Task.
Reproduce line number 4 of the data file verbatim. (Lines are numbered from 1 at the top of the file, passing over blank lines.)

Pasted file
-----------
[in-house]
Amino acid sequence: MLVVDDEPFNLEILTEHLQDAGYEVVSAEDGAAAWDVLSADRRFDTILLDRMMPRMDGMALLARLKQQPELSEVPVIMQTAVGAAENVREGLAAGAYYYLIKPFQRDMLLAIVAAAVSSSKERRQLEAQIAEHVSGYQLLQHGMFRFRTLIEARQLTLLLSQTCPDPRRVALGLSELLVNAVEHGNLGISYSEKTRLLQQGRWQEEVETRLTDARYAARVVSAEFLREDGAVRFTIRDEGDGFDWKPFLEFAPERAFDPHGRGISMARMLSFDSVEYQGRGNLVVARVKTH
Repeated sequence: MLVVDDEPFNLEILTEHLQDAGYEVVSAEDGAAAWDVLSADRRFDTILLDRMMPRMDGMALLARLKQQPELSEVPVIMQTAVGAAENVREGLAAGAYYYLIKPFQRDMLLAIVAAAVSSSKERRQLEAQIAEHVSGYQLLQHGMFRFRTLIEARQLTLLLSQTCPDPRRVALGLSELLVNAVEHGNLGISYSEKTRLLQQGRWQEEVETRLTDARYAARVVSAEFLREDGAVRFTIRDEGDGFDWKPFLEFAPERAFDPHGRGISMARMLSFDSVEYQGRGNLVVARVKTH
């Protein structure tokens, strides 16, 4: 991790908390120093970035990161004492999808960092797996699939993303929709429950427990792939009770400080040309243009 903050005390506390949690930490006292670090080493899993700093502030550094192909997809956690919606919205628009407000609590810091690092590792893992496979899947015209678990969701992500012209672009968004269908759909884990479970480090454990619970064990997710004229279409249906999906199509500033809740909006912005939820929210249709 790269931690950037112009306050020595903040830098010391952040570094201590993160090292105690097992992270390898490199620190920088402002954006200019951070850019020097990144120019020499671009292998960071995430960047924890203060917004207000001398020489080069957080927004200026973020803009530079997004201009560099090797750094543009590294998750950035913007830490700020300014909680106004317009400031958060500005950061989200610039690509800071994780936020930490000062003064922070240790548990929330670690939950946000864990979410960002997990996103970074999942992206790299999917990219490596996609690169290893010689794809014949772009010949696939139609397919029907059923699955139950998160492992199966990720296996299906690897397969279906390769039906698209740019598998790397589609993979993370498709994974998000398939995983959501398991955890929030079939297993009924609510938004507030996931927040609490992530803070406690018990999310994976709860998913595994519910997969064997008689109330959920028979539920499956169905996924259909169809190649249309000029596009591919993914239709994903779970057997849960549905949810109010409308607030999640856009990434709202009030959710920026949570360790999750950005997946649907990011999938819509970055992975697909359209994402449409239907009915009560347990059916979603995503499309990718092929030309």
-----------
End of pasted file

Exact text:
């Protein structure tokens, strides 16, 4: 991790908390120093970035990161004492999808960092797996699939993303929709429950427990792939009770400080040309243009 903050005390506390949690930490006292670090080493899993700093502030550094192909997809956690919606919205628009407000609590810091690092590792893992496979899947015209678990969701992500012209672009968004269908759909884990479970480090454990619970064990997710004229279409249906999906199509500033809740909006912005939820929210249709 790269931690950037112009306050020595903040830098010391952040570094201590993160090292105690097992992270390898490199620190920088402002954006200019951070850019020097990144120019020499671009292998960071995430960047924890203060917004207000001398020489080069957080927004200026973020803009530079997004201009560099090797750094543009590294998750950035913007830490700020300014909680106004317009400031958060500005950061989200610039690509800071994780936020930490000062003064922070240790548990929330670690939950946000864990979410960002997990996103970074999942992206790299999917990219490596996609690169290893010689794809014949772009010949696939139609397919029907059923699955139950998160492992199966990720296996299906690897397969279906390769039906698209740019598998790397589609993979993370498709994974998000398939995983959501398991955890929030079939297993009924609510938004507030996931927040609490992530803070406690018990999310994976709860998913595994519910997969064997008689109330959920028979539920499956169905996924259909169809190649249309000029596009591919993914239709994903779970057997849960549905949810109010409308607030999640856009990434709202009030959710920026949570360790999750950005997946649907990011999938819509970055992975697909359209994402449409239907009915009560347990059916979603995503499309990718092929030309």